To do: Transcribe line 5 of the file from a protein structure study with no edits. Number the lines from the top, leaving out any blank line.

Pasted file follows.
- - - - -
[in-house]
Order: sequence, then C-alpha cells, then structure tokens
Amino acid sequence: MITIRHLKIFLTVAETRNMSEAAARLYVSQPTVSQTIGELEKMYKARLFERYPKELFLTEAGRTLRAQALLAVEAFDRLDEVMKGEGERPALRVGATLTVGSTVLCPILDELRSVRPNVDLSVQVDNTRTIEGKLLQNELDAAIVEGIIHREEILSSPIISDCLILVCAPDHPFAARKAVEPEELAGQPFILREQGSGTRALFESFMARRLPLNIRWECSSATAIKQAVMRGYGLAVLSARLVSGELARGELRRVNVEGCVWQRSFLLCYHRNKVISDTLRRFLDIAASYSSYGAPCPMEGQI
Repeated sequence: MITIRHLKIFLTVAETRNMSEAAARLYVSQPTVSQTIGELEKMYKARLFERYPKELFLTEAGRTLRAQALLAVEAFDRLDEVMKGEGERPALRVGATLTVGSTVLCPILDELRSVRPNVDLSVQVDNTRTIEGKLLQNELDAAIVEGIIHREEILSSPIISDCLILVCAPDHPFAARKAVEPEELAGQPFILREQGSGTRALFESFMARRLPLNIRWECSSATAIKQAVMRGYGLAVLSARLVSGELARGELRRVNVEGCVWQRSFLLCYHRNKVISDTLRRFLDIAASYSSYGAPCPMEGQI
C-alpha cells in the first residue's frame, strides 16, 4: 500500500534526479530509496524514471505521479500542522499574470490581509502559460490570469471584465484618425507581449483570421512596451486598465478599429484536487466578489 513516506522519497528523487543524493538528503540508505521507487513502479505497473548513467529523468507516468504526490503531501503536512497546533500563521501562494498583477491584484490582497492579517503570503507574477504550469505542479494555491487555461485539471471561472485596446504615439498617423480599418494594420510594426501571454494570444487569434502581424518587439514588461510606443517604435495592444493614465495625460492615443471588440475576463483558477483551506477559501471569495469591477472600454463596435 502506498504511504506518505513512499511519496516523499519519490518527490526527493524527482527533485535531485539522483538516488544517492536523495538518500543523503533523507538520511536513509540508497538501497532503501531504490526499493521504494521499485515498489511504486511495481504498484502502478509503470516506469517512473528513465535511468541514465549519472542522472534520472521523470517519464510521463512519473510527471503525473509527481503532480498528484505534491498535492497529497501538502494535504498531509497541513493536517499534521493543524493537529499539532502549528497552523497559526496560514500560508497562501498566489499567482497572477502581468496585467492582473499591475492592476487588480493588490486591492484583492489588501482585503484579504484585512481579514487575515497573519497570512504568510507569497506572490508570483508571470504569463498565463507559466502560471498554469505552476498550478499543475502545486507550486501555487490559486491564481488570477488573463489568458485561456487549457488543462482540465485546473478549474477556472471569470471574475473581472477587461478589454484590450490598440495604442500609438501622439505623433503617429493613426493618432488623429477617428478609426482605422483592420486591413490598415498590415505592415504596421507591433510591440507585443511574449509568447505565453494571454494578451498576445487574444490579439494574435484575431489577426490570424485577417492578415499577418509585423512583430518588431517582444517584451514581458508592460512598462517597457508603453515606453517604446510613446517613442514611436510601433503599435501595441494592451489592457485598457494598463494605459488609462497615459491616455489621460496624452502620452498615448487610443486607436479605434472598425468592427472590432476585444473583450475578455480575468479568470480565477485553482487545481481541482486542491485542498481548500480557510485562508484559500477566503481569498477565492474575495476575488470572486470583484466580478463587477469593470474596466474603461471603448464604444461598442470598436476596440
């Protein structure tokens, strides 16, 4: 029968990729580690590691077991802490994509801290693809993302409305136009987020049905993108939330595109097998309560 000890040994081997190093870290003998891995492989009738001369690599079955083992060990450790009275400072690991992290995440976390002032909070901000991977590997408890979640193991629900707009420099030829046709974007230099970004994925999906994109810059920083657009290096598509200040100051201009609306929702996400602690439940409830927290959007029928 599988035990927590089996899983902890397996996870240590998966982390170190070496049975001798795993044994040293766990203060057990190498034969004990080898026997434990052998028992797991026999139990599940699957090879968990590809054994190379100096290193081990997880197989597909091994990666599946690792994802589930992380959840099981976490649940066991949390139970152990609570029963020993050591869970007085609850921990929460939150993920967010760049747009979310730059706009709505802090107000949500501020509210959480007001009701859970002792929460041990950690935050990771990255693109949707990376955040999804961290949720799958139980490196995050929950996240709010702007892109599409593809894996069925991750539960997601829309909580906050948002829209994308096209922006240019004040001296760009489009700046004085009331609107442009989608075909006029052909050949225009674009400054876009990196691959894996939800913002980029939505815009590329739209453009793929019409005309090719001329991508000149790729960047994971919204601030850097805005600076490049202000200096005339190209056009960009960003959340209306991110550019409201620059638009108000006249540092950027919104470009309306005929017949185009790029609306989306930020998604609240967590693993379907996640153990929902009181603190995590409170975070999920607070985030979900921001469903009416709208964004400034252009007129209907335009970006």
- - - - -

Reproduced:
C-alpha cells in the first residue's frame, strides 16, 4: 500500500534526479530509496524514471505521479500542522499574470490581509502559460490570469471584465484618425507581449483570421512596451486598465478599429484536487466578489 513516506522519497528523487543524493538528503540508505521507487513502479505497473548513467529523468507516468504526490503531501503536512497546533500563521501562494498583477491584484490582497492579517503570503507574477504550469505542479494555491487555461485539471471561472485596446504615439498617423480599418494594420510594426501571454494570444487569434502581424518587439514588461510606443517604435495592444493614465495625460492615443471588440475576463483558477483551506477559501471569495469591477472600454463596435 502506498504511504506518505513512499511519496516523499519519490518527490526527493524527482527533485535531485539522483538516488544517492536523495538518500543523503533523507538520511536513509540508497538501497532503501531504490526499493521504494521499485515498489511504486511495481504498484502502478509503470516506469517512473528513465535511468541514465549519472542522472534520472521523470517519464510521463512519473510527471503525473509527481503532480498528484505534491498535492497529497501538502494535504498531509497541513493536517499534521493543524493537529499539532502549528497552523497559526496560514500560508497562501498566489499567482497572477502581468496585467492582473499591475492592476487588480493588490486591492484583492489588501482585503484579504484585512481579514487575515497573519497570512504568510507569497506572490508570483508571470504569463498565463507559466502560471498554469505552476498550478499543475502545486507550486501555487490559486491564481488570477488573463489568458485561456487549457488543462482540465485546473478549474477556472471569470471574475473581472477587461478589454484590450490598440495604442500609438501622439505623433503617429493613426493618432488623429477617428478609426482605422483592420486591413490598415498590415505592415504596421507591433510591440507585443511574449509568447505565453494571454494578451498576445487574444490579439494574435484575431489577426490570424485577417492578415499577418509585423512583430518588431517582444517584451514581458508592460512598462517597457508603453515606453517604446510613446517613442514611436510601433503599435501595441494592451489592457485598457494598463494605459488609462497615459491616455489621460496624452502620452498615448487610443486607436479605434472598425468592427472590432476585444473583450475578455480575468479568470480565477485553482487545481481541482486542491485542498481548500480557510485562508484559500477566503481569498477565492474575495476575488470572486470583484466580478463587477469593470474596466474603461471603448464604444461598442470598436476596440